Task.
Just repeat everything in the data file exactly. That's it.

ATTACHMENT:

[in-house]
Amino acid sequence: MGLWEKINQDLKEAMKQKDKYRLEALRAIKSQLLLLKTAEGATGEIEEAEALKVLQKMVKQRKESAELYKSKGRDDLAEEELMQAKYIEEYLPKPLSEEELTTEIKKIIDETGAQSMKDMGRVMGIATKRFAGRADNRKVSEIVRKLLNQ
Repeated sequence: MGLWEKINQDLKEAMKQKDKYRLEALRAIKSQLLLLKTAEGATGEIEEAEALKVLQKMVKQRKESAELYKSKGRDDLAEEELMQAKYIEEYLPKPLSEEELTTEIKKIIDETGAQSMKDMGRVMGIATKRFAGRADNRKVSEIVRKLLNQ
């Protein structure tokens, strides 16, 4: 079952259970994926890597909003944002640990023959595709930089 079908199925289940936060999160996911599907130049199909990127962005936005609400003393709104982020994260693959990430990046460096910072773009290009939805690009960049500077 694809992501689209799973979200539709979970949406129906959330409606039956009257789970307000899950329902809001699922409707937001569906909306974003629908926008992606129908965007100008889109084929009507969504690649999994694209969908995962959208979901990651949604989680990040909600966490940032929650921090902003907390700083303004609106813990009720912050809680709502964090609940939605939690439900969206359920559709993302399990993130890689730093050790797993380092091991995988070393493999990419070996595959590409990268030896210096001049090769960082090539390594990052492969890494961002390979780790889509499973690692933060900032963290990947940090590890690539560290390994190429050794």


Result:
[in-house]
Amino acid sequence: MGLWEKINQDLKEAMKQKDKYRLEALRAIKSQLLLLKTAEGATGEIEEAEALKVLQKMVKQRKESAELYKSKGRDDLAEEELMQAKYIEEYLPKPLSEEELTTEIKKIIDETGAQSMKDMGRVMGIATKRFAGRADNRKVSEIVRKLLNQ
Repeated sequence: MGLWEKINQDLKEAMKQKDKYRLEALRAIKSQLLLLKTAEGATGEIEEAEALKVLQKMVKQRKESAELYKSKGRDDLAEEELMQAKYIEEYLPKPLSEEELTTEIKKIIDETGAQSMKDMGRVMGIATKRFAGRADNRKVSEIVRKLLNQ
């Protein structure tokens, strides 16, 4: 079952259970994926890597909003944002640990023959595709930089 079908199925289940936060999160996911599907130049199909990127962005936005609400003393709104982020994260693959990430990046460096910072773009290009939805690009960049500077 694809992501689209799973979200539709979970949406129906959330409606039956009257789970307000899950329902809001699922409707937001569906909306974003629908926008992606129908965007100008889109084929009507969504690649999994694209969908995962959208979901990651949604989680990040909600966490940032929650921090902003907390700083303004609106813990009720912050809680709502964090609940939605939690439900969206359920559709993302399990993130890689730093050790797993380092091991995988070393493999990419070996595959590409990268030896210096001049090769960082090539390594990052492969890494961002390979780790889509499973690692933060900032963290990947940090590890690539560290390994190429050794």